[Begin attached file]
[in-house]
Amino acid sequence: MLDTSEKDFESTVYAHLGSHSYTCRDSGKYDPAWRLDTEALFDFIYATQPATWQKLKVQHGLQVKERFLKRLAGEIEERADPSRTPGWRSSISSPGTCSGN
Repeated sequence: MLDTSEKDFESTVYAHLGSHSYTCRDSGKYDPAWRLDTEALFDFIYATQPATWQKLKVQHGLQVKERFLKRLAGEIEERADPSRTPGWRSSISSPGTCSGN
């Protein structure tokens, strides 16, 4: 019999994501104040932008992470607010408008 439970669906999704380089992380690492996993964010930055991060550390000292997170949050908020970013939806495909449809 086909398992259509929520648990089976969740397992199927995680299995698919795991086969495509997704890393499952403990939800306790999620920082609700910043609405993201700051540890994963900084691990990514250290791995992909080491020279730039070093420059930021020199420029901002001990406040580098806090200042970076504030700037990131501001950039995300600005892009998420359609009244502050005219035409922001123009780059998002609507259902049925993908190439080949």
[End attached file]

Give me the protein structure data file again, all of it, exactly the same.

[in-house]
Amino acid sequence: MLDTSEKDFESTVYAHLGSHSYTCRDSGKYDPAWRLDTEALFDFIYATQPATWQKLKVQHGLQVKERFLKRLAGEIEERADPSRTPGWRSSISSPGTCSGN
Repeated sequence: MLDTSEKDFESTVYAHLGSHSYTCRDSGKYDPAWRLDTEALFDFIYATQPATWQKLKVQHGLQVKERFLKRLAGEIEERADPSRTPGWRSSISSPGTCSGN
């Protein structure tokens, strides 16, 4: 019999994501104040932008992470607010408008 439970669906999704380089992380690492996993964010930055991060550390000292997170949050908020970013939806495909449809 086909398992259509929520648990089976969740397992199927995680299995698919795991086969495509997704890393499952403990939800306790999620920082609700910043609405993201700051540890994963900084691990990514250290791995992909080491020279730039070093420059930021020199420029901002001990406040580098806090200042970076504030700037990131501001950039995300600005892009998420359609009244502050005219035409922001123009780059998002609507259902049925993908190439080949």